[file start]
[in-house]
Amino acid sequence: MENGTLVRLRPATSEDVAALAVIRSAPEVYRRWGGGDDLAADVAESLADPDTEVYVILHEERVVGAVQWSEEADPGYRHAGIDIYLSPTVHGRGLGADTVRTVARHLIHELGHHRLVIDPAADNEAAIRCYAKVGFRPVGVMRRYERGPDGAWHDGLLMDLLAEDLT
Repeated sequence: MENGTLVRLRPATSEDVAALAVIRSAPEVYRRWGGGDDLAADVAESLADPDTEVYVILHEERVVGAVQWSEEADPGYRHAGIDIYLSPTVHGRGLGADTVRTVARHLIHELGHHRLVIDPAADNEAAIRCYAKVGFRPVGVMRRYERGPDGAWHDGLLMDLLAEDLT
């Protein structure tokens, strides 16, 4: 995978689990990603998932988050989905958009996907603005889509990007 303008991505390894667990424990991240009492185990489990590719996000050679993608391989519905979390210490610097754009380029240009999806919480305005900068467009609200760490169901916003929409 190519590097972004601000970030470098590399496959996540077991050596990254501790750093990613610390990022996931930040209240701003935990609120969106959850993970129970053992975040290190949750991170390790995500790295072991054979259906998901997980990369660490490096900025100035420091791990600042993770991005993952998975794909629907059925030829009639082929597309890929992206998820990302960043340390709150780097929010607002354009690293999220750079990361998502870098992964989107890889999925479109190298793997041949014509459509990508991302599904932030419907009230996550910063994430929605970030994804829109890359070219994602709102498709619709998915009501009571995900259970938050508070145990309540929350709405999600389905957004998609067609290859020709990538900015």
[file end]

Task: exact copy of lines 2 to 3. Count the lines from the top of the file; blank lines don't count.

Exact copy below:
Amino acid sequence: MENGTLVRLRPATSEDVAALAVIRSAPEVYRRWGGGDDLAADVAESLADPDTEVYVILHEERVVGAVQWSEEADPGYRHAGIDIYLSPTVHGRGLGADTVRTVARHLIHELGHHRLVIDPAADNEAAIRCYAKVGFRPVGVMRRYERGPDGAWHDGLLMDLLAEDLT
Repeated sequence: MENGTLVRLRPATSEDVAALAVIRSAPEVYRRWGGGDDLAADVAESLADPDTEVYVILHEERVVGAVQWSEEADPGYRHAGIDIYLSPTVHGRGLGADTVRTVARHLIHELGHHRLVIDPAADNEAAIRCYAKVGFRPVGVMRRYERGPDGAWHDGLLMDLLAEDLT